Into the wild: Explore the Cayman Islands’ eastern districts

Grand Cayman

If you consider Grand Cayman and Seven Mile Beach synonyms, you’re in for a sweet surprise. Savannah, Bodden Town, East End and North Side lie to the east of the fabled beach and hold scenic, eclectic and memorable adventures.

Raft on beach of Cayman Islands

Trek through swamps and trails
Walk through mangrove swamps and ancient woodlands on the rugged Mastic Trail. You’ll spot native birds of every color—including parrots and bananaquits—and native plants as well. The southern section, which starts near the Botanical Park, is only 2.3 miles long, but it passes through several ecosystems. Wear sturdy hiking boots because you’ll be hiking over jagged limestone. You can explore the trail on your own or take a guided tour organized by the Cayman Islands National Trust.

Wooden path in woods

Kayak With Blue Parrots
Imagine gliding silently through the mangroves to see Grand Cayman’s pristine ecosystem up close and personal. Kayak tours make a great day-trip away from Seven Mile Beach, as they take you deep into the undeveloped northern areas of the island. Pick a day tour if you hope to see the wildlife, and keep your eye out for bright-blue parrots, sunbathing iguanas, young sea turtles and more.

Raft on beach of Cayman Islands

Spot native reptiles and orchids
Orchids are the leading ladies of the Queen Elizabeth II Royal Botanical Garden. The 59 acres of woodland—off Frank Sound Road, North Side—are rich in orchids and bromeliads native to the Caymans. An easy trail takes you by wetlands, dry thickets and mahogany tree stands. Keep a sharp eye out for chickatees—native freshwater turtles—parrots and the blue-throated anole lizard. Tour a model of a traditional Caymans home at the Visitor Center.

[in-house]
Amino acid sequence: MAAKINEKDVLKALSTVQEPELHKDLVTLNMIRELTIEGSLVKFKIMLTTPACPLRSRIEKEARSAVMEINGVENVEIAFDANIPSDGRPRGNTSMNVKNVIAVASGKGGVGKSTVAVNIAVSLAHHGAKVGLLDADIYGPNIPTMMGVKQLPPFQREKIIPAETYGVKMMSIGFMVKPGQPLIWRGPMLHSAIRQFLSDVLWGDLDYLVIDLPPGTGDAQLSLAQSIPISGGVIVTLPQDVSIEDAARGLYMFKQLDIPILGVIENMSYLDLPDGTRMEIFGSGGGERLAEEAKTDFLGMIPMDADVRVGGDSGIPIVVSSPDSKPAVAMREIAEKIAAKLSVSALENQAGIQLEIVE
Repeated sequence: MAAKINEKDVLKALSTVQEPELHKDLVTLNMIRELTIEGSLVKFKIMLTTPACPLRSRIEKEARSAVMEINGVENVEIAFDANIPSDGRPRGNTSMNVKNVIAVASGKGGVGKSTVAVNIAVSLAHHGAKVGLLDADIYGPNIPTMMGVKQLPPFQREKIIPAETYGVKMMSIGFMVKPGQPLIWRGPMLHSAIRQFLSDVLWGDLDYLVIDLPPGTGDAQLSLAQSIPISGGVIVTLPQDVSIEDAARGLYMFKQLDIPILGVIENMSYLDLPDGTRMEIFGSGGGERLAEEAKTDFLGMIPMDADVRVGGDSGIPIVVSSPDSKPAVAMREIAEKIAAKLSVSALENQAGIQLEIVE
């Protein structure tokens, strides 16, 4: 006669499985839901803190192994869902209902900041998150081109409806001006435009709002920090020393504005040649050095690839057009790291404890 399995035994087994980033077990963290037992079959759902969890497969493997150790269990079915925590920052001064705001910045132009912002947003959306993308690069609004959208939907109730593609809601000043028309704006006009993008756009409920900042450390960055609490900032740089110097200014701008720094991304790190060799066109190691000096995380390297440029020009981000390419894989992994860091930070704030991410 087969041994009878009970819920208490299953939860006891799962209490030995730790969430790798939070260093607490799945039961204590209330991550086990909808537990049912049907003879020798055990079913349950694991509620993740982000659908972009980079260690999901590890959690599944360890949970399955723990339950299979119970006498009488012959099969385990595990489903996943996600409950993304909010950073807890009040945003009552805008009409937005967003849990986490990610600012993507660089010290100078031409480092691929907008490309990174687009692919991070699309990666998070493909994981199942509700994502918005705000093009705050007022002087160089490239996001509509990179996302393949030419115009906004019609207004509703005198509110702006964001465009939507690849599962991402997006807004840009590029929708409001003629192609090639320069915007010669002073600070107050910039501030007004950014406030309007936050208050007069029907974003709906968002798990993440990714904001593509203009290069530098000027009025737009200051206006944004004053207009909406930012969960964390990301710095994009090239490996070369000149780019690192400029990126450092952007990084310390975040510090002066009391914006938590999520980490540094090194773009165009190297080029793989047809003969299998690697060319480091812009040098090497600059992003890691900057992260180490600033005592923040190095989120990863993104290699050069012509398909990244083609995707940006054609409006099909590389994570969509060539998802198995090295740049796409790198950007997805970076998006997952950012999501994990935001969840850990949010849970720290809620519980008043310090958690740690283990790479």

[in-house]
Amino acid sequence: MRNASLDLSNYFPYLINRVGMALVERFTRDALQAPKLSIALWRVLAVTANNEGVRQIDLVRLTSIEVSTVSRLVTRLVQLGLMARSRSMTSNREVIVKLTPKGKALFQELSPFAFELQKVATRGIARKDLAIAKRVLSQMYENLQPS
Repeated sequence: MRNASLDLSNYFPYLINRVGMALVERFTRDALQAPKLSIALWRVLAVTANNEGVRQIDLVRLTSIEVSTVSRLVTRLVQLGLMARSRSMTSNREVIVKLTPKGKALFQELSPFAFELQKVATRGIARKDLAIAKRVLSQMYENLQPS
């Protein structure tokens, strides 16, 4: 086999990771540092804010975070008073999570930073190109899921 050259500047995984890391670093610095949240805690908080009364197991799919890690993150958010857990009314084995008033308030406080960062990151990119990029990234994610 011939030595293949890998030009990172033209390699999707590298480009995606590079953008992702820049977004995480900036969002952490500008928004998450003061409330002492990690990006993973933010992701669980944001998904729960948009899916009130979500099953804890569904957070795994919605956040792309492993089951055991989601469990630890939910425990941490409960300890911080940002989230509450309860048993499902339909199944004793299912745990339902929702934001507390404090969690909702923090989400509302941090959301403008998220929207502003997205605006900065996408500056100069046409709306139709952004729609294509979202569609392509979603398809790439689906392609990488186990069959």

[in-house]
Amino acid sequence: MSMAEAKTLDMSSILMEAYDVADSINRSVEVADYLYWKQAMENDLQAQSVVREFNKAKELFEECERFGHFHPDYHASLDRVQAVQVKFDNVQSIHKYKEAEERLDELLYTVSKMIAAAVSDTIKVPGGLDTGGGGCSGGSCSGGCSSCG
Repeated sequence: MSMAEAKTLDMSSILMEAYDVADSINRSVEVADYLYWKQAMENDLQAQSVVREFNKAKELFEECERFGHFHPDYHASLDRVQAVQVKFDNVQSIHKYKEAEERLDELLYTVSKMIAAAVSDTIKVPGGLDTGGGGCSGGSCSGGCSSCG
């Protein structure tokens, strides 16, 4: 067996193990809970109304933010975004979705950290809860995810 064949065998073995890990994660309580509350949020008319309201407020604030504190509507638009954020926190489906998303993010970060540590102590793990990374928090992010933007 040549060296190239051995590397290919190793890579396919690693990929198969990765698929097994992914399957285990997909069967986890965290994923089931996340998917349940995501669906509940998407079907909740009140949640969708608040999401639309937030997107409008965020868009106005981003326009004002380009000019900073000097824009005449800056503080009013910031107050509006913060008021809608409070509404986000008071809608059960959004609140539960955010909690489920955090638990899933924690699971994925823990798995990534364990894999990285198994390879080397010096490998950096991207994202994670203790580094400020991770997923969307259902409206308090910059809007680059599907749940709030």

Orchids garden in Grand Caymans

Encounter reef sharks and tropical fish
The ultimate rush for any scuba diver is to glide out and have the sea bottom drop away beneath you. Thanks to its geology, Grand Cayman accomplishes this better than just about anywhere else. The island rises almost straight up from the ocean floor, giving you addictive wall-diving on all sides. The east end walls offer exciting diving with dramatic coral formations and encounters with reef sharks.

You can also find some great snorkeling in the eastern districts. Explore the shallow waters under the dock at Morritt’s to spot brightly colored fish.

Pink house on water

Go on a mission
Unless you can time travel, the best way to catch a glimpse of the Grand Cayman of yesteryear is to visit the Mission House, which sits on both wetland and dry woodland. Spot various birds, waterfowl and freshwater turtles lurking in and around the nearby pond. Tour the traditional Caymanian house at the historic site, complete with artifacts from the past two centuries. You’ll also learn the stories of the missionaries and teachers who occupied the home over the years.

Mission House in Grand Caymans

Electrify the night
Picture this: A protected bay, a dark night, water coming to life in electric hues of blues and greens. This is the magic of bioluminescence, the emission of light by living organisms. A small bay near Rum Point is one of the best bio-bays on the planet. Tour it at night to see an astounding light show as millions of glowing micro-organisms light up the dark water. Cayman Kayaks runs a great tour there.

Bioluminescent algae Noctiluca Scintillans